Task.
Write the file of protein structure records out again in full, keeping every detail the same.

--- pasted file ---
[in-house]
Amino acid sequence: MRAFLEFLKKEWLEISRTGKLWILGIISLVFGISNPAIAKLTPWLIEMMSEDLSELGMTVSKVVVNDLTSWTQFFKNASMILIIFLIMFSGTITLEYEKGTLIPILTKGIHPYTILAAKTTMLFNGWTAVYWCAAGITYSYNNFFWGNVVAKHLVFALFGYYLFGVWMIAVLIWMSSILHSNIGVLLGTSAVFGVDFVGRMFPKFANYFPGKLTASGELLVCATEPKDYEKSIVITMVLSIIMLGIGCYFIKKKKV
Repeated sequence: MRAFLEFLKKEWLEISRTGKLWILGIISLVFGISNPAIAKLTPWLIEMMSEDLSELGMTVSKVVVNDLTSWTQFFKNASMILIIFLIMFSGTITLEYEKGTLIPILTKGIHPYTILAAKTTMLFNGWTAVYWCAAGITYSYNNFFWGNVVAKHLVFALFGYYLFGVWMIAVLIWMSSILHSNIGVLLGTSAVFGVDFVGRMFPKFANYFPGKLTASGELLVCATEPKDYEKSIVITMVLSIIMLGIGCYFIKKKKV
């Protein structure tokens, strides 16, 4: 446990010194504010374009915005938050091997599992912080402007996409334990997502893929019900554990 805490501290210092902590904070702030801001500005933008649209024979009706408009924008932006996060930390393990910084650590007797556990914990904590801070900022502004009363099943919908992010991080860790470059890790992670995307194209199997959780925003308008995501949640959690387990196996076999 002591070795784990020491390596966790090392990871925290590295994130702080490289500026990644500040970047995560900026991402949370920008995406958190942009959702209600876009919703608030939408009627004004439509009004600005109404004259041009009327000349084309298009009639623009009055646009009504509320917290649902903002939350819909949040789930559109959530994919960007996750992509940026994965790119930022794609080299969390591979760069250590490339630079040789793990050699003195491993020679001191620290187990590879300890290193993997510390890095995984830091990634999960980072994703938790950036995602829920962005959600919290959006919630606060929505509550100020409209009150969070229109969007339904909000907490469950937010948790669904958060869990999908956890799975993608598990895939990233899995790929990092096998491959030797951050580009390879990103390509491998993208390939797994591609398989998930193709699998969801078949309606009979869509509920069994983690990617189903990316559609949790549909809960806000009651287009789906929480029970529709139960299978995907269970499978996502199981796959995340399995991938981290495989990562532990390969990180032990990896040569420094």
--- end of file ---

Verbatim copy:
[in-house]
Amino acid sequence: MRAFLEFLKKEWLEISRTGKLWILGIISLVFGISNPAIAKLTPWLIEMMSEDLSELGMTVSKVVVNDLTSWTQFFKNASMILIIFLIMFSGTITLEYEKGTLIPILTKGIHPYTILAAKTTMLFNGWTAVYWCAAGITYSYNNFFWGNVVAKHLVFALFGYYLFGVWMIAVLIWMSSILHSNIGVLLGTSAVFGVDFVGRMFPKFANYFPGKLTASGELLVCATEPKDYEKSIVITMVLSIIMLGIGCYFIKKKKV
Repeated sequence: MRAFLEFLKKEWLEISRTGKLWILGIISLVFGISNPAIAKLTPWLIEMMSEDLSELGMTVSKVVVNDLTSWTQFFKNASMILIIFLIMFSGTITLEYEKGTLIPILTKGIHPYTILAAKTTMLFNGWTAVYWCAAGITYSYNNFFWGNVVAKHLVFALFGYYLFGVWMIAVLIWMSSILHSNIGVLLGTSAVFGVDFVGRMFPKFANYFPGKLTASGELLVCATEPKDYEKSIVITMVLSIIMLGIGCYFIKKKKV
């Protein structure tokens, strides 16, 4: 446990010194504010374009915005938050091997599992912080402007996409334990997502893929019900554990 805490501290210092902590904070702030801001500005933008649209024979009706408009924008932006996060930390393990910084650590007797556990914990904590801070900022502004009363099943919908992010991080860790470059890790992670995307194209199997959780925003308008995501949640959690387990196996076999 002591070795784990020491390596966790090392990871925290590295994130702080490289500026990644500040970047995560900026991402949370920008995406958190942009959702209600876009919703608030939408009627004004439509009004600005109404004259041009009327000349084309298009009639623009009055646009009504509320917290649902903002939350819909949040789930559109959530994919960007996750992509940026994965790119930022794609080299969390591979760069250590490339630079040789793990050699003195491993020679001191620290187990590879300890290193993997510390890095995984830091990634999960980072994703938790950036995602829920962005959600919290959006919630606060929505509550100020409209009150969070229109969007339904909000907490469950937010948790669904958060869990999908956890799975993608598990895939990233899995790929990092096998491959030797951050580009390879990103390509491998993208390939797994591609398989998930193709699998969801078949309606009979869509509920069994983690990617189903990316559609949790549909809960806000009651287009789906929480029970529709139960299978995907269970499978996502199981796959995340399995991938981290495989990562532990390969990180032990990896040569420094």